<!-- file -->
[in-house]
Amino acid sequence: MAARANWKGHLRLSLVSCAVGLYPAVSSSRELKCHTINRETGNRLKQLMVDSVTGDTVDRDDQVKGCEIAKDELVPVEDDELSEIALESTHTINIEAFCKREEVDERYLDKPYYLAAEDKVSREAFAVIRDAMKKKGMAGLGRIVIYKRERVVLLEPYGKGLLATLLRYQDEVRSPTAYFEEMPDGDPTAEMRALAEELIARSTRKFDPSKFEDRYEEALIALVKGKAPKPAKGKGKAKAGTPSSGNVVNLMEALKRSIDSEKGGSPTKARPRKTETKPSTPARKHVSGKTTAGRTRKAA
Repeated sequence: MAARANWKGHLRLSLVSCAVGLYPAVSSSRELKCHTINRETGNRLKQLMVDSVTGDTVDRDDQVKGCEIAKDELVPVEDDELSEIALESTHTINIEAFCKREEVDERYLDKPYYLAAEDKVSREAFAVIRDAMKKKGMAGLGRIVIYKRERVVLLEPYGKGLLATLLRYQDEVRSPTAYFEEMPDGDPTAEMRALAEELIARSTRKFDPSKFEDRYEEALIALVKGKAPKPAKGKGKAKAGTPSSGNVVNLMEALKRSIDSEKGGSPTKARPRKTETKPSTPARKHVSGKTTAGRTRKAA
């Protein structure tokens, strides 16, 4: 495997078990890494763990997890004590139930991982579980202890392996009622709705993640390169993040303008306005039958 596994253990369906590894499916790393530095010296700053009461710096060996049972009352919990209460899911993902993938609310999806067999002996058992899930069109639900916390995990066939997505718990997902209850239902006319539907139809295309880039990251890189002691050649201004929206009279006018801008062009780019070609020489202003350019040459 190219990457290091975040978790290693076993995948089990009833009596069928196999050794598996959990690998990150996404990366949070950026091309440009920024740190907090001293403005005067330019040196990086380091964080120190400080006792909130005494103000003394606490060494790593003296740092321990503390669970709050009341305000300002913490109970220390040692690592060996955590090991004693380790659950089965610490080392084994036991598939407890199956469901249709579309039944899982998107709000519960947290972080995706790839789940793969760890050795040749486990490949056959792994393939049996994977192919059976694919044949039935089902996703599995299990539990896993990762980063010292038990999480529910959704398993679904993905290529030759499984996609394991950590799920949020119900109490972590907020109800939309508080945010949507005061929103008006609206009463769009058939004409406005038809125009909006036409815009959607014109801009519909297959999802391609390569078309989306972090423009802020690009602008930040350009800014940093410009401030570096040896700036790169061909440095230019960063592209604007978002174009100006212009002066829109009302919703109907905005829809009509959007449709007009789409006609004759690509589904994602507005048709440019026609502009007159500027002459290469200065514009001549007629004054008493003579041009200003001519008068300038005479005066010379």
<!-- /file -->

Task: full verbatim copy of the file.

[in-house]
Amino acid sequence: MAARANWKGHLRLSLVSCAVGLYPAVSSSRELKCHTINRETGNRLKQLMVDSVTGDTVDRDDQVKGCEIAKDELVPVEDDELSEIALESTHTINIEAFCKREEVDERYLDKPYYLAAEDKVSREAFAVIRDAMKKKGMAGLGRIVIYKRERVVLLEPYGKGLLATLLRYQDEVRSPTAYFEEMPDGDPTAEMRALAEELIARSTRKFDPSKFEDRYEEALIALVKGKAPKPAKGKGKAKAGTPSSGNVVNLMEALKRSIDSEKGGSPTKARPRKTETKPSTPARKHVSGKTTAGRTRKAA
Repeated sequence: MAARANWKGHLRLSLVSCAVGLYPAVSSSRELKCHTINRETGNRLKQLMVDSVTGDTVDRDDQVKGCEIAKDELVPVEDDELSEIALESTHTINIEAFCKREEVDERYLDKPYYLAAEDKVSREAFAVIRDAMKKKGMAGLGRIVIYKRERVVLLEPYGKGLLATLLRYQDEVRSPTAYFEEMPDGDPTAEMRALAEELIARSTRKFDPSKFEDRYEEALIALVKGKAPKPAKGKGKAKAGTPSSGNVVNLMEALKRSIDSEKGGSPTKARPRKTETKPSTPARKHVSGKTTAGRTRKAA
């Protein structure tokens, strides 16, 4: 495997078990890494763990997890004590139930991982579980202890392996009622709705993640390169993040303008306005039958 596994253990369906590894499916790393530095010296700053009461710096060996049972009352919990209460899911993902993938609310999806067999002996058992899930069109639900916390995990066939997505718990997902209850239902006319539907139809295309880039990251890189002691050649201004929206009279006018801008062009780019070609020489202003350019040459 190219990457290091975040978790290693076993995948089990009833009596069928196999050794598996959990690998990150996404990366949070950026091309440009920024740190907090001293403005005067330019040196990086380091964080120190400080006792909130005494103000003394606490060494790593003296740092321990503390669970709050009341305000300002913490109970220390040692690592060996955590090991004693380790659950089965610490080392084994036991598939407890199956469901249709579309039944899982998107709000519960947290972080995706790839789940793969760890050795040749486990490949056959792994393939049996994977192919059976694919044949039935089902996703599995299990539990896993990762980063010292038990999480529910959704398993679904993905290529030759499984996609394991950590799920949020119900109490972590907020109800939309508080945010949507005061929103008006609206009463769009058939004409406005038809125009909006036409815009959607014109801009519909297959999802391609390569078309989306972090423009802020690009602008930040350009800014940093410009401030570096040896700036790169061909440095230019960063592209604007978002174009100006212009002066829109009302919703109907905005829809009509959007449709007009789409006609004759690509589904994602507005048709440019026609502009007159500027002459290469200065514009001549007629004054008493003579041009200003001519008068300038005479005066010379």